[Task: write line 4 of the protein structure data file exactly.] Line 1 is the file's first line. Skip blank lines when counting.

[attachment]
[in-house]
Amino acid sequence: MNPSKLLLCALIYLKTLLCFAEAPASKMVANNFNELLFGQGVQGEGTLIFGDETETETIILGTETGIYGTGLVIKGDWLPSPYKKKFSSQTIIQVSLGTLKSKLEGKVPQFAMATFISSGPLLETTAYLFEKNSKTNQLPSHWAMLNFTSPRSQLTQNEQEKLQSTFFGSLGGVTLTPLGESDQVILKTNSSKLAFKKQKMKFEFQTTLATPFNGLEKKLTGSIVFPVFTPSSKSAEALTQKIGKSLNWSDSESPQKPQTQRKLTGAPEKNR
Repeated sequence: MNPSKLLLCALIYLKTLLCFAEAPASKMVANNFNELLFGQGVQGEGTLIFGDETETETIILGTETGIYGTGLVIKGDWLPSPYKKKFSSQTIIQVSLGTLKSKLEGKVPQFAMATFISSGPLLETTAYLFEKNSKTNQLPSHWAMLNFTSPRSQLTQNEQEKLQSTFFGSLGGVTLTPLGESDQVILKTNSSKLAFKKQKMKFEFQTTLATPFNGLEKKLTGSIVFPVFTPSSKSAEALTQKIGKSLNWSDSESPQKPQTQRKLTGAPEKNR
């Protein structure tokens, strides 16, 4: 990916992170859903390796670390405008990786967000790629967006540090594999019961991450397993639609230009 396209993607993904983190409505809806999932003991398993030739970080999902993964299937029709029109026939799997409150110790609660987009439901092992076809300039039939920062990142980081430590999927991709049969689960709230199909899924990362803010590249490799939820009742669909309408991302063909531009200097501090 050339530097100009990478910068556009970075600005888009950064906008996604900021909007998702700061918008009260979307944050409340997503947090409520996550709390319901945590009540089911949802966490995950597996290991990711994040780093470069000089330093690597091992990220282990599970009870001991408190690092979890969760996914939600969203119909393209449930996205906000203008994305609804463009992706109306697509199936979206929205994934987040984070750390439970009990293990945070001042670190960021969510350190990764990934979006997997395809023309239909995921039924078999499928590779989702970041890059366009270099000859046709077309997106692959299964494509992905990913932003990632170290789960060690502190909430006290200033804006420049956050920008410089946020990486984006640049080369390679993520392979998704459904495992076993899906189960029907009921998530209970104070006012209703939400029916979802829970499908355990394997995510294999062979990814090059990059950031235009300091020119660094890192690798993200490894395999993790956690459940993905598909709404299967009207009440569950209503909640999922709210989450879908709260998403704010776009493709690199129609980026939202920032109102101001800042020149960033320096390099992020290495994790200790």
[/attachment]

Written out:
């Protein structure tokens, strides 16, 4: 990916992170859903390796670390405008990786967000790629967006540090594999019961991450397993639609230009 396209993607993904983190409505809806999932003991398993030739970080999902993964299937029709029109026939799997409150110790609660987009439901092992076809300039039939920062990142980081430590999927991709049969689960709230199909899924990362803010590249490799939820009742669909309408991302063909531009200097501090 050339530097100009990478910068556009970075600005888009950064906008996604900021909007998702700061918008009260979307944050409340997503947090409520996550709390319901945590009540089911949802966490995950597996290991990711994040780093470069000089330093690597091992990220282990599970009870001991408190690092979890969760996914939600969203119909393209449930996205906000203008994305609804463009992706109306697509199936979206929205994934987040984070750390439970009990293990945070001042670190960021969510350190990764990934979006997997395809023309239909995921039924078999499928590779989702970041890059366009270099000859046709077309997106692959299964494509992905990913932003990632170290789960060690502190909430006290200033804006420049956050920008410089946020990486984006640049080369390679993520392979998704459904495992076993899906189960029907009921998530209970104070006012209703939400029916979802829970499908355990394997995510294999062979990814090059990059950031235009300091020119660094890192690798993200490894395999993790956690459940993905598909709404299967009207009440569950209503909640999922709210989450879908709260998403704010776009493709690199129609980026939202920032109102101001800042020149960033320096390099992020290495994790200790």